Poultry Producers In A Flap Over Cheap Imports

25 February 2021 – Cheap chicken imports flooding the South African market, with dumping margins as high as 201%, have spurred the South African Poultry Organisation (Sapa) to yet again lobby for the institution of duties in the sector against Brazil, Denmark, Ireland, Poland and Spain.

This comes as the broiler body claims it has proof that chicken from these countries is imported into South African for less than the price of its production at source.

It’s not the first time Sapa has turned to the International Trade Administration Commission (Itac) of South Africa to institute dumping duties in a bid to safeguard the local poultry sector against uncompetitive practices.

According to Sapa, the quality of local poultry is undermined by the low cost of production in certain countries who are desperate to dump excess stock, especially after surplus levels substantially increased during the height of last year’s coronavirus pandemic.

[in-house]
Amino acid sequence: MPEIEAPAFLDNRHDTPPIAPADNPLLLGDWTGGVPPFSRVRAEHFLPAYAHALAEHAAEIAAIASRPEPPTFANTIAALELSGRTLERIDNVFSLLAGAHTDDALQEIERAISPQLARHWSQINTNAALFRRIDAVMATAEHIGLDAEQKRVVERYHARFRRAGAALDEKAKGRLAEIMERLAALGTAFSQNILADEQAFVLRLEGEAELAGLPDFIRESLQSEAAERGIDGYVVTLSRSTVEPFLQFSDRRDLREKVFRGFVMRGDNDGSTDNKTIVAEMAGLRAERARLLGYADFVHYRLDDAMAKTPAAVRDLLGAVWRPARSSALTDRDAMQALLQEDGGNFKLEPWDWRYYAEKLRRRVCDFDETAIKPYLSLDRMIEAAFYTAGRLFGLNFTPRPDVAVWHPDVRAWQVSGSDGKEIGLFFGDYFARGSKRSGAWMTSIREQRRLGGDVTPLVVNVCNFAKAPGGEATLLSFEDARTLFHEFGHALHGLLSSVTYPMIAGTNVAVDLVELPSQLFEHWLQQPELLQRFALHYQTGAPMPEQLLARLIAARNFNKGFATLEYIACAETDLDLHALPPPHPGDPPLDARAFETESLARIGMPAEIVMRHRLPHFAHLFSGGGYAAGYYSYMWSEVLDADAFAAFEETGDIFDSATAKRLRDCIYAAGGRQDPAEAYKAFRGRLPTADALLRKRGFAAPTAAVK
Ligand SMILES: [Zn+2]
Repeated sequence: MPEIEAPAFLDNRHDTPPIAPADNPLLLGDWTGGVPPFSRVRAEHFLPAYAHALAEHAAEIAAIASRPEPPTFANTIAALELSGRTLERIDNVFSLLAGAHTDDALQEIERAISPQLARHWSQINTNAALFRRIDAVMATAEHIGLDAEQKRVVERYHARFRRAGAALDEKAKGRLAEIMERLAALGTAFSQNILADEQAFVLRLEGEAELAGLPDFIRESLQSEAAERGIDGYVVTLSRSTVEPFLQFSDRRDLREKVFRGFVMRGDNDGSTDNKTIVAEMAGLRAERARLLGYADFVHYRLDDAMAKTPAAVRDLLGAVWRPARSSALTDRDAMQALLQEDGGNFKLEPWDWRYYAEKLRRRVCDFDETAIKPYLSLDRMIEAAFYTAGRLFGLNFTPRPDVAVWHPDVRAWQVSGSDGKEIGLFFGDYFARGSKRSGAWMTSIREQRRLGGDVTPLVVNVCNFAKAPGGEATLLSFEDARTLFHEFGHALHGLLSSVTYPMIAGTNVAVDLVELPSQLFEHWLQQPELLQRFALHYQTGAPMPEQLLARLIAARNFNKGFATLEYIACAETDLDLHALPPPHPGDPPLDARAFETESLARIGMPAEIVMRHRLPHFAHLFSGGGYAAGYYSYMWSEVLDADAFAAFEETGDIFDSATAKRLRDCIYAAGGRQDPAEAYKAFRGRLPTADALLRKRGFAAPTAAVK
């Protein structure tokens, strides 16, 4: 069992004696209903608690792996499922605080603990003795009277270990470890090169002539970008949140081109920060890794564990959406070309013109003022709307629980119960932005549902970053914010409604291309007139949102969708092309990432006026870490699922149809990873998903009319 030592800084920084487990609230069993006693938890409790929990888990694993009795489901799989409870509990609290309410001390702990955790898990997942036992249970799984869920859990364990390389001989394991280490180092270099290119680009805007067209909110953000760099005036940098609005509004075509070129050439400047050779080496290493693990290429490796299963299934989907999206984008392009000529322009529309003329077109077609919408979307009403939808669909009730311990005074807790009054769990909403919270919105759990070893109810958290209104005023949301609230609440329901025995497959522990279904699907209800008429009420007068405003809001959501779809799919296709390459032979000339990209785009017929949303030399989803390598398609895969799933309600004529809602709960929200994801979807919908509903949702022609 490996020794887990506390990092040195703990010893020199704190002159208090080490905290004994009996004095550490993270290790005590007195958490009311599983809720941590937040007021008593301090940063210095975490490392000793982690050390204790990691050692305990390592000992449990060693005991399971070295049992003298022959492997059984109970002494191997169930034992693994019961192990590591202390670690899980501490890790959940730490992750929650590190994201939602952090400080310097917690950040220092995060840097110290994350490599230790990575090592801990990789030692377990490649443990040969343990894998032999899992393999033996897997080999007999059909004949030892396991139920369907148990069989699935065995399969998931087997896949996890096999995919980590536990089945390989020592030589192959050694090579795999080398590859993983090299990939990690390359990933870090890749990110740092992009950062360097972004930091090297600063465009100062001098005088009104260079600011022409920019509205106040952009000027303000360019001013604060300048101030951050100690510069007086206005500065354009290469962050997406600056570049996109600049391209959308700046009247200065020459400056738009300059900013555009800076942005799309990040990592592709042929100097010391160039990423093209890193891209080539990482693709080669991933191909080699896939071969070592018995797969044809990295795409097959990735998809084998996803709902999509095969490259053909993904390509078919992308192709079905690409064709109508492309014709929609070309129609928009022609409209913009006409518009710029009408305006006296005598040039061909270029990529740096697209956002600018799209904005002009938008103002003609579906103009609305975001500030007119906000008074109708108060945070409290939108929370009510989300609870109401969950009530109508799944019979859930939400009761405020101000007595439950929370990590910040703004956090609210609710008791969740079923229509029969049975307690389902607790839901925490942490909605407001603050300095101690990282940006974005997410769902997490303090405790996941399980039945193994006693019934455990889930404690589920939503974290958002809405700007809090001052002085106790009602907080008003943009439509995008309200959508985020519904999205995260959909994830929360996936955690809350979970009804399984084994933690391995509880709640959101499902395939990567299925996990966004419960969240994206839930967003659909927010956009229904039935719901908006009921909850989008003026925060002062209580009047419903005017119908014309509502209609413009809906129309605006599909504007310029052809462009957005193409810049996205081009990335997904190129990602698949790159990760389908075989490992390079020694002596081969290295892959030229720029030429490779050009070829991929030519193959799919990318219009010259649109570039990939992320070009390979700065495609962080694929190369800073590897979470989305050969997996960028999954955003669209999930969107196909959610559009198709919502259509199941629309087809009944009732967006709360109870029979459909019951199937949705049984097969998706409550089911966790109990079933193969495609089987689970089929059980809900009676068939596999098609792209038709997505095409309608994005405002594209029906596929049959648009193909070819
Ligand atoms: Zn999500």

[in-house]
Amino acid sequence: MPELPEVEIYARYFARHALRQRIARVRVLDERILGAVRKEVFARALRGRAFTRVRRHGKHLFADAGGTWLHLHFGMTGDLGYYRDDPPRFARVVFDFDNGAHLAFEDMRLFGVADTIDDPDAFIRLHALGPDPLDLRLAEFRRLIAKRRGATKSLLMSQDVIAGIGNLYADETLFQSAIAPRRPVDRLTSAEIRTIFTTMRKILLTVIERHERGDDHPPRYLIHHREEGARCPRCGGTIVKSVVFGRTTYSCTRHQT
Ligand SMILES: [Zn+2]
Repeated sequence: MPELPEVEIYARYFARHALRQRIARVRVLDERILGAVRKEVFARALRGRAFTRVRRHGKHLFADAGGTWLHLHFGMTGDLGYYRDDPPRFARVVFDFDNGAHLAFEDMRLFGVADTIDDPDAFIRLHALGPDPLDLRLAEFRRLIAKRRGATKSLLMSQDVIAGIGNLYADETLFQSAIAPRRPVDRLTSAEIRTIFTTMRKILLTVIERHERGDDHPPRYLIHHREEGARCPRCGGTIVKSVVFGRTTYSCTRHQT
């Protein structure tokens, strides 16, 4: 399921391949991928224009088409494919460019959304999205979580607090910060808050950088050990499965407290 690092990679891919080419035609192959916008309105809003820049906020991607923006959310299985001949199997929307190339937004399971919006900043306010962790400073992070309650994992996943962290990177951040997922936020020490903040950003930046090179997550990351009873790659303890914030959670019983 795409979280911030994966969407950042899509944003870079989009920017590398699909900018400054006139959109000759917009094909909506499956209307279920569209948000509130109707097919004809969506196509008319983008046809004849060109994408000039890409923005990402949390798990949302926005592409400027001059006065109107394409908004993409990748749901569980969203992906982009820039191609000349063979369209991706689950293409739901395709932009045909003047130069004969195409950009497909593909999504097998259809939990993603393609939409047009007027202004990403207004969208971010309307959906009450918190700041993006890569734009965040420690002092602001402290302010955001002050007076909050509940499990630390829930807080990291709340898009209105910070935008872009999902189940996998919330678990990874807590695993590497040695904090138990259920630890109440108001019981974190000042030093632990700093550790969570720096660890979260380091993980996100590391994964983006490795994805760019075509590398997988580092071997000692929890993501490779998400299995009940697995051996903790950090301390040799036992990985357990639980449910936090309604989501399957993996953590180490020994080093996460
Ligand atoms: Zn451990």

Apart from turning to Itac, Sapa has also alerted representatives from the European Union (EU) and the EU’s export organisation, Avec.

More specifically, Sapa has asked that an investigation be launched into the price of frozen chicken products in the countries of origin, and what their export price is to South Africa.

According to Sapa, poultry exporters to South Africa are so eager to dump their surplus, sitting in an extensive network of cold-chain facilities, they are prepared to ship product for whatever price they can get – at an estimated annual cost of R6.1 billion to the local industry.

Itac is expected to take 12 months before making its submission to Minister of Trade, Industry, and Competition, Ebrahim Patel.

The battle against dumping has been a long one.

Over the last five years chicken imports, driven by prices much lower than it costs to produce poultry at home, increased by 73%.

Over a 20-year period, it’s been reported that depressed production has continued to taper off while imports have increased by 400% cumulatively. Source (FreightNews)